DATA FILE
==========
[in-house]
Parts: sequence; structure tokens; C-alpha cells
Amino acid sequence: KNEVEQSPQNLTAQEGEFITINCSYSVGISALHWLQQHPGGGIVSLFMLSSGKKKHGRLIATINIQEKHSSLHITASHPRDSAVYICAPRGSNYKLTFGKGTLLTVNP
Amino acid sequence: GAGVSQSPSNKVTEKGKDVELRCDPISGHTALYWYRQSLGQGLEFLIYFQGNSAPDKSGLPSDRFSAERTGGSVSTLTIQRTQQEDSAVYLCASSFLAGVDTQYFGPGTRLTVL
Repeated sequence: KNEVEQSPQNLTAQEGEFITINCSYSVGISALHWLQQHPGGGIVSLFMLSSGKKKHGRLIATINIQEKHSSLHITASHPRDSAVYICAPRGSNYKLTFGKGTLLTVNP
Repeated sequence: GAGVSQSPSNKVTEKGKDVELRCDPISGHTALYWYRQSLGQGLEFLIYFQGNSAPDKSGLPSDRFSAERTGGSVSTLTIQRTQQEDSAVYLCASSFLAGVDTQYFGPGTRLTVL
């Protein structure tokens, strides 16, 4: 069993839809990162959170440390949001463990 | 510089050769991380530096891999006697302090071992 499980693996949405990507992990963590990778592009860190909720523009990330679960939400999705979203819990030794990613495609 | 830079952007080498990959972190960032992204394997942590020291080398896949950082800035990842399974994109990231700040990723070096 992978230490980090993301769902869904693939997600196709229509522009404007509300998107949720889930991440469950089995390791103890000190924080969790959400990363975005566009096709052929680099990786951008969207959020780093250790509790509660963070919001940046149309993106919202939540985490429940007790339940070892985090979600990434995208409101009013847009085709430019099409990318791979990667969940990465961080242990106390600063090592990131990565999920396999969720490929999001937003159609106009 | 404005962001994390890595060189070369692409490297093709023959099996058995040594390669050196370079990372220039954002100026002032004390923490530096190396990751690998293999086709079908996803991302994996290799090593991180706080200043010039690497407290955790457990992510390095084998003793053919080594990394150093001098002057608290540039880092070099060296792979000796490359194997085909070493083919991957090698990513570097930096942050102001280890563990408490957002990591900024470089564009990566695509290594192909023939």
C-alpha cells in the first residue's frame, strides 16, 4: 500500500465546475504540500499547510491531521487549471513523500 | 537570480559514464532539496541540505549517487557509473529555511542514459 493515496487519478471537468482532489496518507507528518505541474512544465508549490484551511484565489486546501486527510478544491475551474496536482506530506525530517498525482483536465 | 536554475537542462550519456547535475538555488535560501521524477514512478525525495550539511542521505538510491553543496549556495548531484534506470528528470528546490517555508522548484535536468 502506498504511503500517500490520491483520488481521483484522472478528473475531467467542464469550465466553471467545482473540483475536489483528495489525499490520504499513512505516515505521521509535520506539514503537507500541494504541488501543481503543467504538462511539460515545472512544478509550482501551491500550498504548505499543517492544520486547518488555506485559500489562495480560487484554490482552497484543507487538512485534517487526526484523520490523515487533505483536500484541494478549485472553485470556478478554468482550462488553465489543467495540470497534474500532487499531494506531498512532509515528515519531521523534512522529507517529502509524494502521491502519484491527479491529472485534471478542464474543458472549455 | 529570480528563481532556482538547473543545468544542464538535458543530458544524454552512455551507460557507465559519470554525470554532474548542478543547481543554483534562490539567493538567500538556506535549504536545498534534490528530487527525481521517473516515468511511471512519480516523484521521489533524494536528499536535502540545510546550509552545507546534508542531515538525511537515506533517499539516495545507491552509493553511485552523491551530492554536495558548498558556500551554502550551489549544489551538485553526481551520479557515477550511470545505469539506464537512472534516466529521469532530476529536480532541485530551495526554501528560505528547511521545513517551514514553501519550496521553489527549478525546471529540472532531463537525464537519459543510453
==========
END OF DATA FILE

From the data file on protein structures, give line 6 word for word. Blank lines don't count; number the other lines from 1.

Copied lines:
Repeated sequence: GAGVSQSPSNKVTEKGKDVELRCDPISGHTALYWYRQSLGQGLEFLIYFQGNSAPDKSGLPSDRFSAERTGGSVSTLTIQRTQQEDSAVYLCASSFLAGVDTQYFGPGTRLTVL